AUTOMATICALLY SECURING DISTRIBUTED APPLICATIONS
A processing system for distributed multi-tier applications is provided. The system includes a server component that executes a replica of a client-side application, where a client component executes the client-side application. The client component captures events from the client-side application and transmits the events to the replica to validate the computational integrity security of the application.
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Due to the possibility of these attacks, almost every action in a typical shopping cart application today requires a round trip to the server, the latency of which can be quite noticeable, especially on mobile or long-distance connections. For non-malicious users, who constitute the majority, this unnecessary precaution leads to a much less responsive user experience. Moreover, the developer of the distributed application currently is responsible for splitting the application in a manner that places all security-sensitive operations on the server. While some language-based approaches have recently been proposed to address this problem, these techniques still require a great deal of developer involvement, making them difficult to use for existing large-scale projects.SUMMARY
The following presents a simplified summary in order to provide a basic understanding of some aspects described herein. This summary is not an extensive overview nor is intended to identify key/critical elements or to delineate the scope of the various aspects described herein. Its sole purpose is to present some concepts in a simplified form as a prelude to the more detailed description that is presented later.
A distributed execution system is provided that employs replicated application execution to automatically preserve the integrity of distributed computations between client and server applications. The system replicates a copy of client-side computations on a trusted server tier and captures user events such as keyboard or other command inputs (e.g., text inputs from a cell-phone client application). The captured user-initiated events are transferred to an abstract replica of the client (operated at the server) for execution, where the system observes results of the computation, both as computed on the client-side and on the server side utilizing the replica of the client-side code. Any discrepancy between server side execution via the replica and client execution results that are sent via messages are flagged as a potential violation of computational integrity. Most existing approaches for ensuring integrity of client computation involve the client sending a proof of certain properties that its execution state holds. The server efficiently validates these proofs convincing itself of the integrity of the client execution. For instance, the client could periodically send over its stack traces to the server, and the server could check the traces for any properties it desires. These techniques only provide a partial enforcement of integrity of client execution. The distributed execution system provides a more complete solution where integrity is guaranteed under a reasonable set of design assumptions.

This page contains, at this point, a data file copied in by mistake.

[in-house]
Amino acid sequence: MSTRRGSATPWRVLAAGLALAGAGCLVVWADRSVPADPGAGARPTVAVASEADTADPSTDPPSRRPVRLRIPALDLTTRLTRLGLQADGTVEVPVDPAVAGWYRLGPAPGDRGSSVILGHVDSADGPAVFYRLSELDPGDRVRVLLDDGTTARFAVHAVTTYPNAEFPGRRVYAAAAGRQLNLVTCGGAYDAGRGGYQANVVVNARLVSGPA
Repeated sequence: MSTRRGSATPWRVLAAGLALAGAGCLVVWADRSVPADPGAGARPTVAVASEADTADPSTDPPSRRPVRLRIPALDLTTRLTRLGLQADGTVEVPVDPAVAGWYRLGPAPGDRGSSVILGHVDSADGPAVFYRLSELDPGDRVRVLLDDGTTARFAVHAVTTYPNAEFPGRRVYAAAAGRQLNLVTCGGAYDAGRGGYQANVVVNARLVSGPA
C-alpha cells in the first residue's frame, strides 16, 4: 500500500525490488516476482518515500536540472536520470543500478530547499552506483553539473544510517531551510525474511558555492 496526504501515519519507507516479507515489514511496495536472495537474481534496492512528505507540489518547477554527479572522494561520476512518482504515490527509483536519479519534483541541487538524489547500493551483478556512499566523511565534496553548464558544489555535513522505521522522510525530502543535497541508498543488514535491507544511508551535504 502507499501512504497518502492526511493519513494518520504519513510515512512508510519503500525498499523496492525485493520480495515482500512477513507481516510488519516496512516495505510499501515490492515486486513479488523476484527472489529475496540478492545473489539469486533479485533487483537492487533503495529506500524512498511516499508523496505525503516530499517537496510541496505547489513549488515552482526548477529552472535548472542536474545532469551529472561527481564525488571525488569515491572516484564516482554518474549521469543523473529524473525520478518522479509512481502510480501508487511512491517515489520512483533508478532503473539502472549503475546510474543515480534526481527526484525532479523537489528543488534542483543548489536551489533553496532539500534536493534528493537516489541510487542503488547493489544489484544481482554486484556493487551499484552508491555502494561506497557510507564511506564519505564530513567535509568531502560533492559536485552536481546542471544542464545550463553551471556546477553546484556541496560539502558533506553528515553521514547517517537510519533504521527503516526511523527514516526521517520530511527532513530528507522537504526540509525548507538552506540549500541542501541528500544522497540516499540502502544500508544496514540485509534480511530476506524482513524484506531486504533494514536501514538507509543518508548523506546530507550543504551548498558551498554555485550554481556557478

To the accomplishment of the foregoing and related ends, certain illustrative aspects are described herein in connection with the following description and the annexed drawings. These aspects are indicative of various ways which can be practiced, all of which are intended to be covered herein. Other advantages and novel features may become apparent from the following detailed description when considered in conjunction with the drawings.
Systems and methods are provided for validating security of remote applications. In one aspect, a distributed processing system for remote applications is provided. The system includes a server component that executes an abstract replica of a client-side application, where a client component executes the client-side application. It is noted that the replica only has to mimic the relevant details, but can omit many others such as the actual graphical rendering of the client-side user interface on the server, for example. The client component captures events from the client-side application and transmits the events to the replica to validate security of the client-side application. The events can be generated by a user or an application component. Security can be validated by comparing execution messages or observed states between the replica and the client side application.